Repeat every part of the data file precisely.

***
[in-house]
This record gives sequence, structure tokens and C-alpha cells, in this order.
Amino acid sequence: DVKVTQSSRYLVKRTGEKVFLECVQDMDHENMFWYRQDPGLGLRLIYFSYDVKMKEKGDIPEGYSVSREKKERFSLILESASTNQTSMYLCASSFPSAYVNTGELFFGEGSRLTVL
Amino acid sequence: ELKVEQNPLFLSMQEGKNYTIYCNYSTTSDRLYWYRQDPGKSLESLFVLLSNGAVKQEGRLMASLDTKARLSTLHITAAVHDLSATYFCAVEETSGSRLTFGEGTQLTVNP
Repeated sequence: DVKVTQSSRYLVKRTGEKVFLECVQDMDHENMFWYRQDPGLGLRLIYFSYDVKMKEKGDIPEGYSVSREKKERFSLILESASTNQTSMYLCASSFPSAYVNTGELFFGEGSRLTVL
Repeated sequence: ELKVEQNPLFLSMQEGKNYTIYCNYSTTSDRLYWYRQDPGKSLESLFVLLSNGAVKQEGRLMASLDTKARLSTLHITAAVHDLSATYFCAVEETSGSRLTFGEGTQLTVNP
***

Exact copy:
[in-house]
This record gives sequence, structure tokens and C-alpha cells, in this order.
Amino acid sequence: DVKVTQSSRYLVKRTGEKVFLECVQDMDHENMFWYRQDPGLGLRLIYFSYDVKMKEKGDIPEGYSVSREKKERFSLILESASTNQTSMYLCASSFPSAYVNTGELFFGEGSRLTVL
Amino acid sequence: ELKVEQNPLFLSMQEGKNYTIYCNYSTTSDRLYWYRQDPGKSLESLFVLLSNGAVKQEGRLMASLDTKARLSTLHITAAVHDLSATYFCAVEETSGSRLTFGEGTQLTVNP
Repeated sequence: DVKVTQSSRYLVKRTGEKVFLECVQDMDHENMFWYRQDPGLGLRLIYFSYDVKMKEKGDIPEGYSVSREKKERFSLILESASTNQTSMYLCASSFPSAYVNTGELFFGEGSRLTVL
Repeated sequence: ELKVEQNPLFLSMQEGKNYTIYCNYSTTSDRLYWYRQDPGKSLESLFVLLSNGAVKQEGRLMASLDTKARLSTLHITAAVHDLSATYFCAVEETSGSRLTFGEGTQLTVNP